The first scientific journals were published in the late 17th century, and these print publications changed very little over time. Developments in printing technology, distribution and the advent of the commercial publisher all impacted the process, but the basic form was easily recognizable.
Then, the internet was born. Scientists and publishers hailed the World Wide Web as a force for transformation in scientific communication, and many journals started making articles available online. But little changed. The traditions of print publication were strong, and publishers created websites that mimicked the structure of the print publications.
Most current journals still have some vestiges of their print origins (even if they no longer publish a print edition), and many "born online" journals try to mimic their formerly-print competition.
In the days of print, lots of people spent a lot of time thinking about how to make journals smaller (fewer pages, and therefore cheaper to print and ship) while still being readable. As a result, many journals developed citation styles that were extremely abbreviated, often leaving out the article title or abbreviating the journal title.
Online, there is no need to count characters in order to save space, yet many journals still use these abbreviated citation styles. In 2013, the only thing these abbreviated journal titles do is confuse non-experts and force them to spend more time Googling things. Seriously, Int. Congr. Ser.? Rev. Roum. Chim.?
Many journals also choose to omit article titles from their abbreviate citations, a practice which frustrates me. While readers looking at the text can usually tell something about the article by the way it is used in the text, sometimes this is incredibly vague (or even misleading). Complete article titles are just helpful to readers trying to understand the provenance of the article in hand.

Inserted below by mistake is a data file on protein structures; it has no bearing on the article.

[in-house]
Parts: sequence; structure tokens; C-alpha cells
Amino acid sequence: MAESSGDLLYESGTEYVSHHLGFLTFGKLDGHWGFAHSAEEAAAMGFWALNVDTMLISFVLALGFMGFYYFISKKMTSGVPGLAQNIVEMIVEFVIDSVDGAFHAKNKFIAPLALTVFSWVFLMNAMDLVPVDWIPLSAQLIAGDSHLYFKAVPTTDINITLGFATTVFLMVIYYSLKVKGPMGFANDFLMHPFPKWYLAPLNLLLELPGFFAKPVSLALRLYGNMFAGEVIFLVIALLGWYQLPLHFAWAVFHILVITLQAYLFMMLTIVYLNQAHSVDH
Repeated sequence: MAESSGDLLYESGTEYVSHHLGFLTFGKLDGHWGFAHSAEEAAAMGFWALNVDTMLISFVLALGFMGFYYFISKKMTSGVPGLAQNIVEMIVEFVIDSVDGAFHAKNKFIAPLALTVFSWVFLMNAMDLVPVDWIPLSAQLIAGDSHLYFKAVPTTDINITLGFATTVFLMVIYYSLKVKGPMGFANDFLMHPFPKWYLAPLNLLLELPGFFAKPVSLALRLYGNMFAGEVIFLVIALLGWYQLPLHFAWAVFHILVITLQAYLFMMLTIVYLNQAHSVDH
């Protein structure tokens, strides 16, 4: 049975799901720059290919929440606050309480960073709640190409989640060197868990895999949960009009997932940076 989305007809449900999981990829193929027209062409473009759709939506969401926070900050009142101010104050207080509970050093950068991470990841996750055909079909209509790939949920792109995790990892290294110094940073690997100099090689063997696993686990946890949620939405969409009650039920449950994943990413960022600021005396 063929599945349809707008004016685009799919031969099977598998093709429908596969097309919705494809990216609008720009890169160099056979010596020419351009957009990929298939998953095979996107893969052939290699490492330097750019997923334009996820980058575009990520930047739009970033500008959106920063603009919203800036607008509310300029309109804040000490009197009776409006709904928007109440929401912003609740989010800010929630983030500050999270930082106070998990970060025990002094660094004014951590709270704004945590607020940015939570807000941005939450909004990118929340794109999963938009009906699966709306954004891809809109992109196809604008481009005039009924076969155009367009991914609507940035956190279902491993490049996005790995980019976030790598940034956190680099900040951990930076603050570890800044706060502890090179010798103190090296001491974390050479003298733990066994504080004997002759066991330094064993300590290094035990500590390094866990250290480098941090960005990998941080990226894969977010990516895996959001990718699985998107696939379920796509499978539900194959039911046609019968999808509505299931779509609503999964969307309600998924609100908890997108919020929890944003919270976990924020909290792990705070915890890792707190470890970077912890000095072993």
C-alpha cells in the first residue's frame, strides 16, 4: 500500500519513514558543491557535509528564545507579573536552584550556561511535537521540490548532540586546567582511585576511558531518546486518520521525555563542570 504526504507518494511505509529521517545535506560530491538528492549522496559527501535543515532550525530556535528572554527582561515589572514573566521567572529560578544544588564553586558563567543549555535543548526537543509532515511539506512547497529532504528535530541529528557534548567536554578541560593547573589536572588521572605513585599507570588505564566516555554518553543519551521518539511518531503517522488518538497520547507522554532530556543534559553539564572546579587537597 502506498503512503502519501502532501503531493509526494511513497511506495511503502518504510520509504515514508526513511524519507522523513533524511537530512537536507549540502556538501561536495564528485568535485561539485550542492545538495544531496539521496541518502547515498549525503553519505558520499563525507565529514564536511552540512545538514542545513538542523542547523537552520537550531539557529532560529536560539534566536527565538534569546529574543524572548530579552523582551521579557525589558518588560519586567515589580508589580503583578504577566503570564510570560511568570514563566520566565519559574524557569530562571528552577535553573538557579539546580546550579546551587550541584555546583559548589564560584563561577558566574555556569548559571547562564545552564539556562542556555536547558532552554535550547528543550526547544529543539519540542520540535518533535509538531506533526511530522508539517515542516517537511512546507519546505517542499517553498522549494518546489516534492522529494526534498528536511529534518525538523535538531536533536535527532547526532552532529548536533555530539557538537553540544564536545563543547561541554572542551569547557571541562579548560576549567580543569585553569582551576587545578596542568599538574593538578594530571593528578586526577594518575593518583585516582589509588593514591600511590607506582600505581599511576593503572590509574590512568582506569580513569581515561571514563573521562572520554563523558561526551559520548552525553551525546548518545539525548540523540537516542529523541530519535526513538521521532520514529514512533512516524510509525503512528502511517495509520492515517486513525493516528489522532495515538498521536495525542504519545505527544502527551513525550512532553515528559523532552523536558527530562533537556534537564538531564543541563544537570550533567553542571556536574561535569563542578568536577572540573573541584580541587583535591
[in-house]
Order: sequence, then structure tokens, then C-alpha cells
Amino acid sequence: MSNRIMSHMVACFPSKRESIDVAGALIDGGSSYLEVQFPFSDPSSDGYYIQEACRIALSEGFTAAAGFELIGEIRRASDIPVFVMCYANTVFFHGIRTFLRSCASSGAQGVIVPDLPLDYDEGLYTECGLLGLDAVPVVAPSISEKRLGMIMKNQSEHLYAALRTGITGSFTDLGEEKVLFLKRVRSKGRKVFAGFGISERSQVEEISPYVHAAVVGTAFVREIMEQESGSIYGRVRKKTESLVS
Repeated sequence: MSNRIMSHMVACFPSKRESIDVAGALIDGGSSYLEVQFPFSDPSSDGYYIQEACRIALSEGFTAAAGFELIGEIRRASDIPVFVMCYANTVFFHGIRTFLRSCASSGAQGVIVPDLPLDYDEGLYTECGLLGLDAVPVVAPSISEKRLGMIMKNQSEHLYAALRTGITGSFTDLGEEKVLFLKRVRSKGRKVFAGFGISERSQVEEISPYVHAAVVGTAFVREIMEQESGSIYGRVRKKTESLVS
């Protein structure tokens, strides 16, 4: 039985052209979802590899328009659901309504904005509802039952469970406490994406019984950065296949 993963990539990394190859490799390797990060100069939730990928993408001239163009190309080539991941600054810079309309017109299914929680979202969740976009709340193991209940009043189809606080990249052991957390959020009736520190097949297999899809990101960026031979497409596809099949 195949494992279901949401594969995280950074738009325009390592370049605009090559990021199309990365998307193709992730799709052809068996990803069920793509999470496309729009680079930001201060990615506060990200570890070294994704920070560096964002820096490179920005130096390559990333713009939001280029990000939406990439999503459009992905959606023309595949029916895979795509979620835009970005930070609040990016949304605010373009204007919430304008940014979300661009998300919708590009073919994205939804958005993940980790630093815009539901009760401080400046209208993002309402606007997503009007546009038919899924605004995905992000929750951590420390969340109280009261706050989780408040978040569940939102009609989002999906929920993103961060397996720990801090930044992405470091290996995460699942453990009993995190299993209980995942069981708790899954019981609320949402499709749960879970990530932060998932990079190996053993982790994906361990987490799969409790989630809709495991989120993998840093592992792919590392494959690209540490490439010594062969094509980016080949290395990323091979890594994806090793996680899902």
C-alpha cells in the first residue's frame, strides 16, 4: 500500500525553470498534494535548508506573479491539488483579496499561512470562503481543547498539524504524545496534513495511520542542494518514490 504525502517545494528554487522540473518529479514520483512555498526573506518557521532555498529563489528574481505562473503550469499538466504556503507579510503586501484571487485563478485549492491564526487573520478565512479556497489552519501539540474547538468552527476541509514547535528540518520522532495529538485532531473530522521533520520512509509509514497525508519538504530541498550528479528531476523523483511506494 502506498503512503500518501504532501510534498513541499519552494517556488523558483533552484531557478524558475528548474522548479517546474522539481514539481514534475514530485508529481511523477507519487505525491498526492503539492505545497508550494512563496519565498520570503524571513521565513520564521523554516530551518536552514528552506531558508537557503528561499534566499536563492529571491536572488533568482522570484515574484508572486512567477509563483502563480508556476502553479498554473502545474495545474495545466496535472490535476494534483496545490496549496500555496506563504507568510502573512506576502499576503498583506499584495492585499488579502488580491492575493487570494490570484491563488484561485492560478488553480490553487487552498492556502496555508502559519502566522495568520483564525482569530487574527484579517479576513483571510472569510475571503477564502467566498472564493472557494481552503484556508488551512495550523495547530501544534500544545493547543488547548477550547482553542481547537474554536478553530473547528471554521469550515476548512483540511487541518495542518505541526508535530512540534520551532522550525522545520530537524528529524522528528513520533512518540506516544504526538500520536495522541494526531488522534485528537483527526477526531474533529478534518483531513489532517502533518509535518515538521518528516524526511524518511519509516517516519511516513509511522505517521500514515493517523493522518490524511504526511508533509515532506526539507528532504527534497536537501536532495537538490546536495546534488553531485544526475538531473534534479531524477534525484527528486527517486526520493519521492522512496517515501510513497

Publishers, please, save us all some time looking things up by simply spelling out article and journal titles. Make sure you provide DOIs to make things easier to find, and turn those DOIs into links to save us time.
For those few journals still publishing a print edition, page numbers are necessary, certainly. But fewer and fewer journals still publish a print edition (and fewer and fewer libraries subscribe to them). For online journals, page numbers introduce an artificial ordering of papers that often just seems silly, since most articles won't be viewed alongside the articles that come before and after them. So why do online-only journals still use page numbers? It is an artificial artifact of print publication, and article numbers (or just relying on DOIs to be the article identifier) would simplify the process of finding things.
In a print publication world, articles would be attached to a physical issue of a journal, published and distributed at a specific time. If an article was received too late, it wouldn't make it in. With the advent of the web, there is no longer a need to publish a group of articles all at once. Articles can be published as they are ready.
Publishers that cling to this hold-over from a print world end up introducing confusing complications into the publication process. An article may be published online in June, but not be part of an official issue until January (even if no print issue is published). This "official issue" doesn't actually change the availability of the article. This actually creates some opportunity for publishers to manipulate their impact factors (and other metrics) as they make an article available months before its official publication date, allowing researchers more time to use and cite the publication.
Other articles may be needlessly delayed as editors wait for other articles in the "issue" to get through copyediting and typesetting. Topical collections of articles may still be handy, but they don't need to be issued all at the same time. I'd like to see more journals drop the artificial artifice of the "issue" in favor of continuous publication.
As journals went online, the easiest way to transition was simply to post an online copy of the document that still looked like a print publication. The format for this is the PDF. On one hand, the PDF prints out nicely for reading on airplanes during takeoff (oh, wait, never mind). But by relying on PDFs, publishers lost opportunities to take advantage of the tools HTML offered. Simple advancements such as linking within the document to article sections or citations or linking to other documents took ages to become the norm, and some born online publications still don't offer such tools. I still come across publications that post entire issues as a single PDF, adding additional steps to find the information you need. Although PDFs are nice to print, they place limits on what can be done with the article content. Tables can't be downloaded and data can't be re-analyzed. High quality images can't easily be saved. And it takes longer to look up entries from the works cited section.